2. Direct routing is an efficient process as:

  3. It helps in the optimal transfer of data from sender to receiver.

  4. There is no redundancy in sending data through intermediate nodes.

  5. It eliminates the additional links present in the indirect route.

  6. The process solves the Triangular Routing problem (data transfer through intermediate nodes).

Post the pandemic, as the businesses continue to evolve, there is a tremendous increase in remote working opportunities. Therefore, the demand for direct routing for Microsoft Teams has soared to a greater height.



Direct Routing for Microsoft Teams

Direct routing for MS Teams

Direct routing with Microsoft Teams allows users more flexibility in voice calling, among other benefits discussed before. MS Teams is a unified communication platform where we can perform voice calling, messaging, meetings, and document sharing. When coupled with direct routing, MS Teams becomes the best voice calling solution for business. Many enterprises have already implemented direct routing solution for MS Teams because of the following reasons:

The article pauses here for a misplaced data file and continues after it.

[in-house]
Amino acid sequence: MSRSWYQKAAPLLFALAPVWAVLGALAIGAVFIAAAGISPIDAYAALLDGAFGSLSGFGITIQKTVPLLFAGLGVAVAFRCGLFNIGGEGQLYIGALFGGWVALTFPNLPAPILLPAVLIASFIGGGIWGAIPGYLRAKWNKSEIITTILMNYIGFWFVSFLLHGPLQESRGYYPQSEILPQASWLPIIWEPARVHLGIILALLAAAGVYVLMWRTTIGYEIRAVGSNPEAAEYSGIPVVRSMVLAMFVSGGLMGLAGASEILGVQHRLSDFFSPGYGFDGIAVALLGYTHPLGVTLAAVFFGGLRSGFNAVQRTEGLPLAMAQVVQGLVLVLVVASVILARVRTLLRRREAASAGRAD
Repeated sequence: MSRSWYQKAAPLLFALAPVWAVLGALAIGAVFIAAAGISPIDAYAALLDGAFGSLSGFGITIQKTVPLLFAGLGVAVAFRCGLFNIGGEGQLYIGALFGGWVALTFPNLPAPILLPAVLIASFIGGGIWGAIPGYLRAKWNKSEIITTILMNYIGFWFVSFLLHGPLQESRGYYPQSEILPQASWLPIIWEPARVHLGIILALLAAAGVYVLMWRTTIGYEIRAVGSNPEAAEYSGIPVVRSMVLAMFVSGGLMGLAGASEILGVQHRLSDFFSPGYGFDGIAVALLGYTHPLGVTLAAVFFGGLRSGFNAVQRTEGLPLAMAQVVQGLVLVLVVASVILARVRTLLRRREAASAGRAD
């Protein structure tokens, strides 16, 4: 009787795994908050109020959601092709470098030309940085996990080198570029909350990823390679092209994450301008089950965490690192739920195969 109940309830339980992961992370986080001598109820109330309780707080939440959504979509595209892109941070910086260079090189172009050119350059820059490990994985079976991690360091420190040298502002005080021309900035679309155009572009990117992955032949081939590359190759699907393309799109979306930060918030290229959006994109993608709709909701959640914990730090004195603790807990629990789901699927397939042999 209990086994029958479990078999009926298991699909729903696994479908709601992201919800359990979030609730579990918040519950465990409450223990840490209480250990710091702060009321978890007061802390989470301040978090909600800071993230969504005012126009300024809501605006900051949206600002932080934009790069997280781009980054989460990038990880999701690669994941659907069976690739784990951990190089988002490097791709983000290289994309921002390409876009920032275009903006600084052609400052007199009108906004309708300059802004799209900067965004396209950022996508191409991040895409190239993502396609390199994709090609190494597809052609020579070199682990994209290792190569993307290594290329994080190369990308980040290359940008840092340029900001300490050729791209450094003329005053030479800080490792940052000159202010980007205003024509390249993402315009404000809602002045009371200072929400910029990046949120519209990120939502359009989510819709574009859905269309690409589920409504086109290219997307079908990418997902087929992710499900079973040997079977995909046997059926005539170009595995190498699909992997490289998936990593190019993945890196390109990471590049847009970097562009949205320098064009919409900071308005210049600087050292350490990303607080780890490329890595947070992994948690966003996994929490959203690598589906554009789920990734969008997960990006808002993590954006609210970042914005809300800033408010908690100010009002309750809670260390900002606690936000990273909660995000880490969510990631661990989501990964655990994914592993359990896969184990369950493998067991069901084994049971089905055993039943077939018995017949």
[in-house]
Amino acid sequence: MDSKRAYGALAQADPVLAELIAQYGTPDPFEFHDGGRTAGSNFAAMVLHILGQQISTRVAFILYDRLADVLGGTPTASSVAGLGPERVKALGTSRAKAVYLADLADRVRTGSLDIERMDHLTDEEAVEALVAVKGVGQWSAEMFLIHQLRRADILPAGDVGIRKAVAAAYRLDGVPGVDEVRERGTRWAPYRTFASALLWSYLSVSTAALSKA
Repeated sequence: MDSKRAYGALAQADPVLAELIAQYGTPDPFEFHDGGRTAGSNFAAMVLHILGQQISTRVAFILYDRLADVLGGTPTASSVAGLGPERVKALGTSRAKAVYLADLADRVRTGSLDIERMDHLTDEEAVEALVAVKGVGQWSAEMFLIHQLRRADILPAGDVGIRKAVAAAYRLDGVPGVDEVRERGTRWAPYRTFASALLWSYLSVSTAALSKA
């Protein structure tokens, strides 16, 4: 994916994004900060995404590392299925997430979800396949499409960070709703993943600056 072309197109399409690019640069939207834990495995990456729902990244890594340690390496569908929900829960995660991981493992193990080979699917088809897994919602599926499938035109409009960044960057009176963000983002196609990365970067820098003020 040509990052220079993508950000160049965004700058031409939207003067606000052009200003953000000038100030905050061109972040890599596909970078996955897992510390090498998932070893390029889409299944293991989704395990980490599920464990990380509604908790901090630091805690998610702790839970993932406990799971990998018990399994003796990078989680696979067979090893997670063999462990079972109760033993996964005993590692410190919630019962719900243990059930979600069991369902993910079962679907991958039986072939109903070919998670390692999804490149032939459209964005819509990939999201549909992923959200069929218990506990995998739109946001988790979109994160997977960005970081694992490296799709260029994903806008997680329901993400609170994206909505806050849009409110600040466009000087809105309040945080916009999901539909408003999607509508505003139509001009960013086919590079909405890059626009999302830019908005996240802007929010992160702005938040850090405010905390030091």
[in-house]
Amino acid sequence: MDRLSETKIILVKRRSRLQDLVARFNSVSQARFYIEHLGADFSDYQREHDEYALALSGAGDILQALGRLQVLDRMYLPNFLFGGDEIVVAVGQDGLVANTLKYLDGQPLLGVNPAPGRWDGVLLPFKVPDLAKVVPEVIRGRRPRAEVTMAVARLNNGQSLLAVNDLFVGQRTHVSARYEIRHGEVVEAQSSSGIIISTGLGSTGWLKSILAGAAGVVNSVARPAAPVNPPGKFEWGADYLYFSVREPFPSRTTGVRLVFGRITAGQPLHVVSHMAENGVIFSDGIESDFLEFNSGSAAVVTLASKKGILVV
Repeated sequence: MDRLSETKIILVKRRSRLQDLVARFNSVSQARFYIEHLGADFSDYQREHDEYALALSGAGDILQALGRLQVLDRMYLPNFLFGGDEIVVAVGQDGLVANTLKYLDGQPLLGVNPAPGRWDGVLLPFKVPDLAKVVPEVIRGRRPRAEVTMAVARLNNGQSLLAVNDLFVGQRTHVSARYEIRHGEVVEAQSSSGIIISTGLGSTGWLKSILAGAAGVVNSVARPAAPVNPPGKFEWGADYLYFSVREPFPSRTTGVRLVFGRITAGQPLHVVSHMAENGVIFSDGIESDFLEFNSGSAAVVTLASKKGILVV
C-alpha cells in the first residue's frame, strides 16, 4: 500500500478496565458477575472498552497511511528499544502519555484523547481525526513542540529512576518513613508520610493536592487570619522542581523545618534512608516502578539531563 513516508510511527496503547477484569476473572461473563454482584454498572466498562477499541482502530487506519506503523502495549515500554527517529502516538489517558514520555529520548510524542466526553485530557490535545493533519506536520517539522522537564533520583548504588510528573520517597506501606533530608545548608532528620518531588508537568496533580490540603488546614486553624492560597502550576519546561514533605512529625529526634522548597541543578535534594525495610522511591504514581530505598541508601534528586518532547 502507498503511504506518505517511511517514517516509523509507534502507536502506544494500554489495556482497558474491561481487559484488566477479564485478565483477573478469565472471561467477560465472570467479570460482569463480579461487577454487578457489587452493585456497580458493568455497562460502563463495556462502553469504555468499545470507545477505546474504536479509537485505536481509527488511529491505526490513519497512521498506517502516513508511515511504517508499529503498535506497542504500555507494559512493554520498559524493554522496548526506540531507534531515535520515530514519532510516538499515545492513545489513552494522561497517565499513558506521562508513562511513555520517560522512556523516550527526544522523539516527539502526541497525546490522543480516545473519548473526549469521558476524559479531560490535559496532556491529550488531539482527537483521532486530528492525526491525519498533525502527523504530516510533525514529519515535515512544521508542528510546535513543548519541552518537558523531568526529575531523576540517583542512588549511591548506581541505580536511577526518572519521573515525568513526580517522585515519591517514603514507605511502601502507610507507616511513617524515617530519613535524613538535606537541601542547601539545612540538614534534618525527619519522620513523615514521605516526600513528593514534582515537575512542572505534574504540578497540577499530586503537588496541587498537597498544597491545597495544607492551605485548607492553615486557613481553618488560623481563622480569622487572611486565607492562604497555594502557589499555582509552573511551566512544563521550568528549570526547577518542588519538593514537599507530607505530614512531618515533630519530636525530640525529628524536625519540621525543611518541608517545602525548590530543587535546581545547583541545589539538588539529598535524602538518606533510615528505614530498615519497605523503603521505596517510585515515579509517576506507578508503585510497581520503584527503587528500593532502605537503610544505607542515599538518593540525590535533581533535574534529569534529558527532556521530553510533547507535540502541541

• It helps Teams and non-Teams users to communicate with each other.

  • It gives easy deployment options to companies as compared to Microsoft calling plans.

  • It improves flexibility as it replaces multiple carriers with one.

  • It helps companies in using their existing infrastructure without the use of new devices.

  • It provides cheaper monthly payments, better customer support, and coverage in all countries.



Conclusion


Indirect routing is the process of transmission of data through intermediate nodes. This leads to problems like addition of redundant nodes, excess cost, and lack of optimal data transfer. These challenges have been overcome by direct routing. During the pandemic, the workspace has shifted into a completely virtual mode. Enterprises have started realizing the potential of direct routing as a voice calling solution, and thereby, the adoption of direct routing for Microsoft Teams has risen by 894% as compared to February 2020.


Hence, going by the market scenario, we can soon see a world with direct routing enabled for their MS Teams as a norm.